Lecture structure

Lecture structure

  • Break every 20 min
  • Chain knowledge between sections
  • Manage the cognitive load


Having a good lecture structure becomes more important in an online setting in which students are by themselves without their peers to support and motivate them, and where you cannot easily gauge how students are going because you cannot see them.


  • Build in regular breaks. Aim for a break every 20 minutes. This is the optimal length of time for people to concentrate on listening to a speaker.
  • Choose appropriate places for breaks – e.g. at the end of sections, or when the cognitive load has been very high.
  • The breaks do not need to be coffee breaks. Thirty seconds to a minute is sufficient. Ask the students a question that gets them moving (type in an answer, or select an icon). Make an announcement. Tell a mathematician’s biography. Ask the students to do a quick problem.
  • These breaks help to manage cognitive load.
  • Minimise the number of breaks in which students have time to walk away from the computer. Every time that a student walks away from the computer, there is a temptation not to come back. Unless you have a three-hour lecture in which you need walk-around breaks, break, but keep the students engaged online.

Best practice structure

A best practice umbrella structure for lectures triggers prior knowledge, provides many hooks for the day’s knowledge to stick to, and chains the knowledge together so that students more easily recall it.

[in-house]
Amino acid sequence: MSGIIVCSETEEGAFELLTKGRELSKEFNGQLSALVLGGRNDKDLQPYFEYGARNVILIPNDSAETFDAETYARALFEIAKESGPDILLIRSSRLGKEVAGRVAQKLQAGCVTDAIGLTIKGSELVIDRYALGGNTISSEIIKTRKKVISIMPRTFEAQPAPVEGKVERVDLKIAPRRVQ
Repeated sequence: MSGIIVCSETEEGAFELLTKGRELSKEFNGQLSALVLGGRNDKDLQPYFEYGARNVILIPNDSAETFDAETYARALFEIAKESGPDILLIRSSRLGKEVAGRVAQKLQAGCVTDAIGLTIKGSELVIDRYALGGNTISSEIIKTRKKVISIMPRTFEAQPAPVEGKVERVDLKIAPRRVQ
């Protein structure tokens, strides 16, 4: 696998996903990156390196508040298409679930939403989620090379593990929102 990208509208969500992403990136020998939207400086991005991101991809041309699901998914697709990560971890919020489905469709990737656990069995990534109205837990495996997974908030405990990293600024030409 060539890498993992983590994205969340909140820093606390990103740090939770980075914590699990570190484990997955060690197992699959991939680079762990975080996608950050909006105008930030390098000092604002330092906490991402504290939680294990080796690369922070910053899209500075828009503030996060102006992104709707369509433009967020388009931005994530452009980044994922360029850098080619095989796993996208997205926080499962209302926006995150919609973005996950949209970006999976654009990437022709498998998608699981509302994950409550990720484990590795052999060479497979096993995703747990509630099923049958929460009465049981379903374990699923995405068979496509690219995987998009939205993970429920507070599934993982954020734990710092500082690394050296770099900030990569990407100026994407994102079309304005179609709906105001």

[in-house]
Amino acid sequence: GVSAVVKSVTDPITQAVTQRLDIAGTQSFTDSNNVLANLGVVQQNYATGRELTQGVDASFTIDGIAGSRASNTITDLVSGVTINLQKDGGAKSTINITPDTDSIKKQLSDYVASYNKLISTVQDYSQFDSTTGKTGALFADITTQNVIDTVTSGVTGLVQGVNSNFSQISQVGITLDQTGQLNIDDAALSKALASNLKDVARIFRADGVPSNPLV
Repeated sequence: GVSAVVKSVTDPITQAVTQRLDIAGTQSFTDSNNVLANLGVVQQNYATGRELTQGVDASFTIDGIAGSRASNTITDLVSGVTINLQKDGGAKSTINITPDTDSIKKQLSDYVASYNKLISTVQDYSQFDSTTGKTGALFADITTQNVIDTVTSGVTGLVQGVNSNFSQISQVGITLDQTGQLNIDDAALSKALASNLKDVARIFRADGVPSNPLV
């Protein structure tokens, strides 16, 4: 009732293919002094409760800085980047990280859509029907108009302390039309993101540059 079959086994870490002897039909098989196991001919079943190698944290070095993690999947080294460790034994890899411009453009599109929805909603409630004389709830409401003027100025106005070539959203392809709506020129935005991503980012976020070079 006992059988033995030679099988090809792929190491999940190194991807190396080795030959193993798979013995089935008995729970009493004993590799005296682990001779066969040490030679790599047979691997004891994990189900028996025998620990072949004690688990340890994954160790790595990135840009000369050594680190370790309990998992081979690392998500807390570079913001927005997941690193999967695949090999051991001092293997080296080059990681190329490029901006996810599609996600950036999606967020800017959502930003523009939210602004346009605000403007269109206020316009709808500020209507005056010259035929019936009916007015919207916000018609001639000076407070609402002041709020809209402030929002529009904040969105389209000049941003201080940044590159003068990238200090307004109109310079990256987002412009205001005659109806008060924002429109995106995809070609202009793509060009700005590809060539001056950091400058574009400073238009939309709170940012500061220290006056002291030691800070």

1. Big picture
  2. Where today’s material fits into the big picture
  3. Review of last lecture
  4. How today’s material follows on
  5. Today’s material
  6. Review of today’s material
  7. How today’s material fits into the big picture
  8. Preview of tomorrow’s lecture
  • The big picture provides students with a framework within which to put the new learning. This makes it easier for them to learn the content, and to link it to other learning that they already have.
  • The review and the preview chain the knowledge, which strengthens links between the new content, which makes it easier to access, and helps learners develop deeper understanding. It also contextualizes the new content.
  • The review also consolidates previously taught material.
  • The preview and review don’t need to take more than a minute or two each, unless there is a good reason to extend them (e.g. the first lecture on a new topic). An outline slide or a diagram can be sufficient to illustrate the big picture and where today’s content fits in.
  • You can place announcements and any other content wherever you like.
  • Short anecdotes about the history of the mathematics or a very brief biography of a relevant mathematician can provide a human dimension to your lectures that some students respond well to.